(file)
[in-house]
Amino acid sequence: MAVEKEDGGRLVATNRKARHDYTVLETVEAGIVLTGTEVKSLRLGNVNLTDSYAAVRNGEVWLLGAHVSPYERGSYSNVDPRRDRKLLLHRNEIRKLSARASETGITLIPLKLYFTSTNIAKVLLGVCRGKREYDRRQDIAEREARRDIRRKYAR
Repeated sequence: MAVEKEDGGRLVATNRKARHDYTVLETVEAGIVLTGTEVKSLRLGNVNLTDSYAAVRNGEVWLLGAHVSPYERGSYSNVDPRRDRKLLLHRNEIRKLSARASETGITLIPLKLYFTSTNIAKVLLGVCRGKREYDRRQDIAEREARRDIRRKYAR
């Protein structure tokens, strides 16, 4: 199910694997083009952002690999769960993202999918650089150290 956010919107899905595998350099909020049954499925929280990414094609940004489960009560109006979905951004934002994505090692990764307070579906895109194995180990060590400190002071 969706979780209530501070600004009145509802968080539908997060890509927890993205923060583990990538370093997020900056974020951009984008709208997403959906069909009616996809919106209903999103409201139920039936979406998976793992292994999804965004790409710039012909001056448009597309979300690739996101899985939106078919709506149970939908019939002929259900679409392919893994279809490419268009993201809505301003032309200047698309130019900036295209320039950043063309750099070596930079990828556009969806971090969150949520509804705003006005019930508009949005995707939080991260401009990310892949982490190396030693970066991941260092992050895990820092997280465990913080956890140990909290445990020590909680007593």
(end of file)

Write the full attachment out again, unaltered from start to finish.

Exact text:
[in-house]
Amino acid sequence: MAVEKEDGGRLVATNRKARHDYTVLETVEAGIVLTGTEVKSLRLGNVNLTDSYAAVRNGEVWLLGAHVSPYERGSYSNVDPRRDRKLLLHRNEIRKLSARASETGITLIPLKLYFTSTNIAKVLLGVCRGKREYDRRQDIAEREARRDIRRKYAR
Repeated sequence: MAVEKEDGGRLVATNRKARHDYTVLETVEAGIVLTGTEVKSLRLGNVNLTDSYAAVRNGEVWLLGAHVSPYERGSYSNVDPRRDRKLLLHRNEIRKLSARASETGITLIPLKLYFTSTNIAKVLLGVCRGKREYDRRQDIAEREARRDIRRKYAR
């Protein structure tokens, strides 16, 4: 199910694997083009952002690999769960993202999918650089150290 956010919107899905595998350099909020049954499925929280990414094609940004489960009560109006979905951004934002994505090692990764307070579906895109194995180990060590400190002071 969706979780209530501070600004009145509802968080539908997060890509927890993205923060583990990538370093997020900056974020951009984008709208997403959906069909009616996809919106209903999103409201139920039936979406998976793992292994999804965004790409710039012909001056448009597309979300690739996101899985939106078919709506149970939908019939002929259900679409392919893994279809490419268009993201809505301003032309200047698309130019900036295209320039950043063309750099070596930079990828556009969806971090969150949520509804705003006005019930508009949005995707939080991260401009990310892949982490190396030693970066991941260092992050895990820092997280465990913080956890140990909290445990020590909680007593």